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The Battery of the Future: New storage material improves energy density of lithium-ion battery

High-performance energy storage technologies for the automotive industry or mobile phone batteries and notebooks providing long battery times - these visions of the future are being brought one step nearer to the present by scientists from Graz University of Technology. Researchers at the Institute for Chemistry and Technology of Materials have developed a new method that utilises silicon for lithium-ion batteries.

Its storage capacity is ten times higher than the graphite substrate which has been used up to now, and promises considerable improvements for users. The new findings - which came to light in the "NanoPoliBat" EU project - have been recently submitted to the patent office by researchers together with their co-operation partner Varta Microbattery.

Modern electronic devices need more energy and even the automotive industry is hankering after increasingly powerful energy storage systems. The technological development of battery research has been inadequate for some time now. "A real revolution is needed for the development of the next generation. We need new storage materials for lithium-ion batteries", explains battery researcher Stefan Koller, who is familiar with the topic from his doctoral thesis. Together with colleagues from science and industry, he has managed to develop such a substrate material for electrochemical reactions at a low price.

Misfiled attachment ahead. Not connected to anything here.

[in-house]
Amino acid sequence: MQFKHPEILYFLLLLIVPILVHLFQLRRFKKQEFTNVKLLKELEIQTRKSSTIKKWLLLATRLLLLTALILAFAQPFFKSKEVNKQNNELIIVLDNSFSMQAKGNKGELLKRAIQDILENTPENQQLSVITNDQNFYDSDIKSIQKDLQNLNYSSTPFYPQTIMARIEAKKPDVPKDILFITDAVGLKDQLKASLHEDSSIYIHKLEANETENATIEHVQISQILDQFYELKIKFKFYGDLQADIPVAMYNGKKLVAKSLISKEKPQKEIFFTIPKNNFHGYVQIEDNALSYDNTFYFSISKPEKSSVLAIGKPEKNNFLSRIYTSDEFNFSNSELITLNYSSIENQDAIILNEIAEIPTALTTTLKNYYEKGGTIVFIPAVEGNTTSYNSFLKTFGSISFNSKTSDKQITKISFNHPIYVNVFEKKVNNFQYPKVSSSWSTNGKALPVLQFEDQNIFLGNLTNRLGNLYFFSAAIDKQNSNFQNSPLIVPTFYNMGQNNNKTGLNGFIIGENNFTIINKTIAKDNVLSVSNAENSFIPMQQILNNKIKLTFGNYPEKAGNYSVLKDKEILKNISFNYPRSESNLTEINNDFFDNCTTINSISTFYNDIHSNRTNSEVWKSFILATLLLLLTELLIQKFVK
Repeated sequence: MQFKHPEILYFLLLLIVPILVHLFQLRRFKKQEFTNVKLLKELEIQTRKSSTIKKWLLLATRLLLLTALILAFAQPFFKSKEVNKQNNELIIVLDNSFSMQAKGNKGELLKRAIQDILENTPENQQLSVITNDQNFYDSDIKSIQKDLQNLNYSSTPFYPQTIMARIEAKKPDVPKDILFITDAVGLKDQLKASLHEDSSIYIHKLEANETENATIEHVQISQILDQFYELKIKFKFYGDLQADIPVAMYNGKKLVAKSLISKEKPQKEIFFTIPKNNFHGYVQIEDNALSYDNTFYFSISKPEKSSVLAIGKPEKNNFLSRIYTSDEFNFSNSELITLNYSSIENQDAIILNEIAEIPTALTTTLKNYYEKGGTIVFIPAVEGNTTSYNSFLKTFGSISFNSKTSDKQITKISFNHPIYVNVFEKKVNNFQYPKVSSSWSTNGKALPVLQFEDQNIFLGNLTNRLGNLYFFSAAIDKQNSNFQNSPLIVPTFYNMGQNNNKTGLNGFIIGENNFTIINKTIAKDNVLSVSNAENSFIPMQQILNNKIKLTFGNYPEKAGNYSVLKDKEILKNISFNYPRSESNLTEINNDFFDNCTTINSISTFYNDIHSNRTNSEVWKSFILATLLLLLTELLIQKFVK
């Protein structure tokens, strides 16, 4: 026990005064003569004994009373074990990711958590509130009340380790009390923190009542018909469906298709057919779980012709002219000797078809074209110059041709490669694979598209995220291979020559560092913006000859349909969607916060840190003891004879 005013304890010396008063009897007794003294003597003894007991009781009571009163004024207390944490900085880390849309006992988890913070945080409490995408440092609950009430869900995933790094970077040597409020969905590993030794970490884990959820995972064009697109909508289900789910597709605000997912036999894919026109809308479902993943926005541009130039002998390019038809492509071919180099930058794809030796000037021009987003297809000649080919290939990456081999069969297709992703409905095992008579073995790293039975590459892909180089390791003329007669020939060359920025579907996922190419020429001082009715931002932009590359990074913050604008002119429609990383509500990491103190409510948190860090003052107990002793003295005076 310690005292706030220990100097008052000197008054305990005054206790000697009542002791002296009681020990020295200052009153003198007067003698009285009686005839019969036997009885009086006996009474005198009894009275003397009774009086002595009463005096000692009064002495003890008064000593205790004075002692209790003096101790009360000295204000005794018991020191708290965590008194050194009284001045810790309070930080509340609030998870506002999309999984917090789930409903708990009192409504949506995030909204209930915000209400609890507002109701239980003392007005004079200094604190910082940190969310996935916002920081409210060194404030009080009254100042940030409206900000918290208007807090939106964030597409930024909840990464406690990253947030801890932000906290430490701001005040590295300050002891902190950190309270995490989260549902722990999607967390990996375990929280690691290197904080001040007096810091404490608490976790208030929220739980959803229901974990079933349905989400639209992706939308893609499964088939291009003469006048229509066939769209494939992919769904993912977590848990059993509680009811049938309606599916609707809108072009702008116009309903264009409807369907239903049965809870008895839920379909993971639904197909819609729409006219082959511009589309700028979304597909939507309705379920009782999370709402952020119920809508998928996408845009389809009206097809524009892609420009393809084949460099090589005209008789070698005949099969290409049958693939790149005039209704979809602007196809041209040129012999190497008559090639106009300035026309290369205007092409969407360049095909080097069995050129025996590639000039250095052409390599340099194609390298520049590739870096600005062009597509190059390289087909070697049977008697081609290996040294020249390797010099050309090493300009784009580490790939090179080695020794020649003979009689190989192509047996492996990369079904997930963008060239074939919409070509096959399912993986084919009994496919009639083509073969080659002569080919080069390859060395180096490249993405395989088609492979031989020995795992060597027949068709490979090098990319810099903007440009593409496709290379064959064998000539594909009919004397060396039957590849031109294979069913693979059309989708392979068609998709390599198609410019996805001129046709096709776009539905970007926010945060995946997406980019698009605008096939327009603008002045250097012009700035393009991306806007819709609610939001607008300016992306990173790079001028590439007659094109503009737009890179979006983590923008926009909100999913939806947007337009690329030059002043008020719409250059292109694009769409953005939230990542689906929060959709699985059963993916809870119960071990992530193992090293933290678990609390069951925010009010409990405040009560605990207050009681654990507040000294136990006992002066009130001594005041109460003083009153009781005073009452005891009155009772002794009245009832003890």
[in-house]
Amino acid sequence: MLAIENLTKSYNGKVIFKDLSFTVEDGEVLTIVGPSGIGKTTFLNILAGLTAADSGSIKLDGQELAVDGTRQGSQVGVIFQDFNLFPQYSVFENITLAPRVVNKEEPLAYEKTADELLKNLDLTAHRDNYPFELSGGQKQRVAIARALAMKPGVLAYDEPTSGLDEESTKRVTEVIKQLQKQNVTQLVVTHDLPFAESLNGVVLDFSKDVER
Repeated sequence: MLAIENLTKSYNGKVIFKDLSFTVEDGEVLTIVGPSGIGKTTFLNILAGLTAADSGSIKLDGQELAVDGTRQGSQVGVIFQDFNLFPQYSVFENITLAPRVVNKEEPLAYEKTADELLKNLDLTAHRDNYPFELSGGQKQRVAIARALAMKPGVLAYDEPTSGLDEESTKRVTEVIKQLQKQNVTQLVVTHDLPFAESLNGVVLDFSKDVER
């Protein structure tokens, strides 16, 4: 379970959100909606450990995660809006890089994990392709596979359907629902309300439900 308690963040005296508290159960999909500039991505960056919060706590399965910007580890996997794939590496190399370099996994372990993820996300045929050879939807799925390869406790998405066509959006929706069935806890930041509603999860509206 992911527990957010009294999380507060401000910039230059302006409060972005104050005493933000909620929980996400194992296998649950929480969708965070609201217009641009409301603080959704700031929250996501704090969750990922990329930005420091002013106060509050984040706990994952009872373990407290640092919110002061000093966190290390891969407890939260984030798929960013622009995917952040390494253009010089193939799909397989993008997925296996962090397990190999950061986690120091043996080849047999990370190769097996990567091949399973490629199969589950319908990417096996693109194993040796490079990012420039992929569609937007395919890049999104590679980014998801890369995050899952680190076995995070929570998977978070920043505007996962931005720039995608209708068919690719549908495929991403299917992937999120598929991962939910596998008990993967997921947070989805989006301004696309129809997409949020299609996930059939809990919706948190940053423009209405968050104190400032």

Silicon gel on graphite

In the newly developed process, researchers utilise a silicon-containing gel and apply it to the graphite substrate material. "In this way the graphite works as a buffer, cushioning the big changes in volume of the silicon during the uptake and transfer of lithium ions", explains Koller. Silicon has a lithium-ion storage capacity some ten times higher than the up-to-now commercially used graphite. The new material can thus store more than double the quantity of lithium ions without changes to the battery lifetime. This method is far cheaper than the previous ones in which silicon is separated in the gas phase. The challenge lies in the poor storage density of materials in the counter electrode in the whole battery, something which we have been doing intensive research on," says Koller.

Dr. Stefan Koller
Institute for Chemistry and Technology of Materials
Tel.: +43 (0) 316 873 8763
Mobile: +43 (0) 664 39 49 547

Alice Senarclens de Grancy | idw
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